Design of Simulations with the Cloud Model

Simulations of development of individual maritime deep convective clouds under conditions typical of tropical oceans during hurricane season (Jordan 1958) have been performed. The sounding used indicates high humidity near the surface of about 90%, and relatively stable maritime conditions. The zero temperature level is at 4.2 km.

We assume that the AP size distributions over the sea at the periphery of landfalling TC can be represented as a sum of two distributions: one typical of maritime and, another, typical of continental conditions. Aerosol particles giving rise droplet formation in all simulations were assumed soluble. Under high winds, aerosol size distribution can contain a significant amount of large cloud condensational nuclei (CCN) arising because of the sea spray formation. Correspondingly, penetration of continental aerosol should create aerosol size distributions containing a significant concentration of both small continental aerosols and tails of large aerosols. To investigate the effects of a large concentration of small continental aerosols on cloud microphysics and dynamics under the existence of a significant amount of large maritime CCN, the following simulations have been performed (see Table 1): a) the "M-case" corresponding to typical maritime distribution outside of the area of strong winds. In this case the maximum radius of AP was set equal to 2-p.m. The CCN number (at S = 1%) was set equal to 60 cm—3. Activation of the largest APs leads to formation of 10 mm-radius droplets. b) the "M_c case", in which the AP distribution represents sum of a continental AP distribution (with maximum of dry AP radius of 0.6 mm) and a maritime distribution as in the previously described M-case. We suppose that this case represents the AP size distribution over the sea in case of continental aerosol intrusion under weak and moderate winds. c) The "M_tail-case", which has the same AP distribution as in the M-case until a dry CCN radius of 0.6 mm, but with 100 times higher AP concentration with radii exceeding 0.6 mm. As a result, the concentration of dry CCN (at S = 1%) with radii exceeding 0.6 mm is 60 cm—3, which includes a concentration of 2 pm-radius CCN of 3.5 cm—3. We suppose that this case may represent the AP distribution under hurricane winds in the central TC zone. d) In the ''M_c_tail case'' the AP is the same as in M_c, but with the tail of large CCN as in M-tail. We suppose that this case represents AP size distribution under intrusion of continental aerosols and strong wind conditions.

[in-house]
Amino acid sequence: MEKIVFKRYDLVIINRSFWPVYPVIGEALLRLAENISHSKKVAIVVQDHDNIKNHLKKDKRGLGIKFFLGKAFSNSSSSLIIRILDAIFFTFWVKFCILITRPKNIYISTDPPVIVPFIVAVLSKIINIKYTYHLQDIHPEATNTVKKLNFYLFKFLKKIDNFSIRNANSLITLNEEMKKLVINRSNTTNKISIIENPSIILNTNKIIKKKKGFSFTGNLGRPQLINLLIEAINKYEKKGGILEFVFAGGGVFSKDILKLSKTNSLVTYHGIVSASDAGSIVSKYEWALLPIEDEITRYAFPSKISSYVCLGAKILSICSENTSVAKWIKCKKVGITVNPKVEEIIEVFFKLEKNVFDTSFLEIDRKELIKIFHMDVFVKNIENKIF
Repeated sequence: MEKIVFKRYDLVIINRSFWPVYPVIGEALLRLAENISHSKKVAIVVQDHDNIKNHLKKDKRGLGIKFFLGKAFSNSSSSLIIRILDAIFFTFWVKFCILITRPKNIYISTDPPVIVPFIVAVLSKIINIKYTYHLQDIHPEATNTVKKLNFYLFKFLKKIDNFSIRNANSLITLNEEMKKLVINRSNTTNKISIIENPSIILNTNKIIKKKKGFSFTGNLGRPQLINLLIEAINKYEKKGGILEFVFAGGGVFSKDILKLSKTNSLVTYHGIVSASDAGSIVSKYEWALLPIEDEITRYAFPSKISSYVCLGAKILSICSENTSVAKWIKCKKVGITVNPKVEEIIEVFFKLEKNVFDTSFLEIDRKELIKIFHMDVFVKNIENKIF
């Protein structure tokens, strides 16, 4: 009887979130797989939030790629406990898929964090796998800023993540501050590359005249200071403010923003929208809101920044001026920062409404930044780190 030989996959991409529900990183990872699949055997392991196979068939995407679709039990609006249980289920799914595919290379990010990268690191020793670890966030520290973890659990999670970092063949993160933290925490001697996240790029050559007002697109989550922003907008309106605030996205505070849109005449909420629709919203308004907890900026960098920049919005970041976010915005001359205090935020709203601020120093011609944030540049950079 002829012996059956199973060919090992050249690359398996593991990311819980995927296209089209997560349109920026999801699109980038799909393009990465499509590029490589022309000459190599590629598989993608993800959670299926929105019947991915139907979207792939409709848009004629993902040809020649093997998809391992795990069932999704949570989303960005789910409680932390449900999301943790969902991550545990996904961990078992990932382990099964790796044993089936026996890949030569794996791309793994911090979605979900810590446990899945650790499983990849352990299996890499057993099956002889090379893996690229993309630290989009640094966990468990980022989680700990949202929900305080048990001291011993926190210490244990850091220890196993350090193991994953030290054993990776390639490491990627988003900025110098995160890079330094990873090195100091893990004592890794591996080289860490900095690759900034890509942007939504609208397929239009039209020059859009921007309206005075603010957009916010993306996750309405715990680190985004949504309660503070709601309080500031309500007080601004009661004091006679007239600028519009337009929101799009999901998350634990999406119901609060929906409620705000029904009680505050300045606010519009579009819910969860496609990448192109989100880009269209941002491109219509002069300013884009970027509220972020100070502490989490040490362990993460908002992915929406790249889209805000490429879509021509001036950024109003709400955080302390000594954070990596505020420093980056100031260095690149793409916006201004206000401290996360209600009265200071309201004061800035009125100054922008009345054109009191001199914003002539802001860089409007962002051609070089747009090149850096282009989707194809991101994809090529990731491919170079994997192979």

Parameters No and k were assumed in these simulations and corresponding references are presented in Table 1. We do not include CCN with dry radius above 2 mm into the simulations. In all simulations clouds were triggered by the initial heating within the zone centered at x = 54 km, to allow the cloud hydro-meteors to be located longer in the computational zone. The maximum value of the dynamical time step was 5 s. Most simulations were conducted for time periods of 3 to 4 hours.

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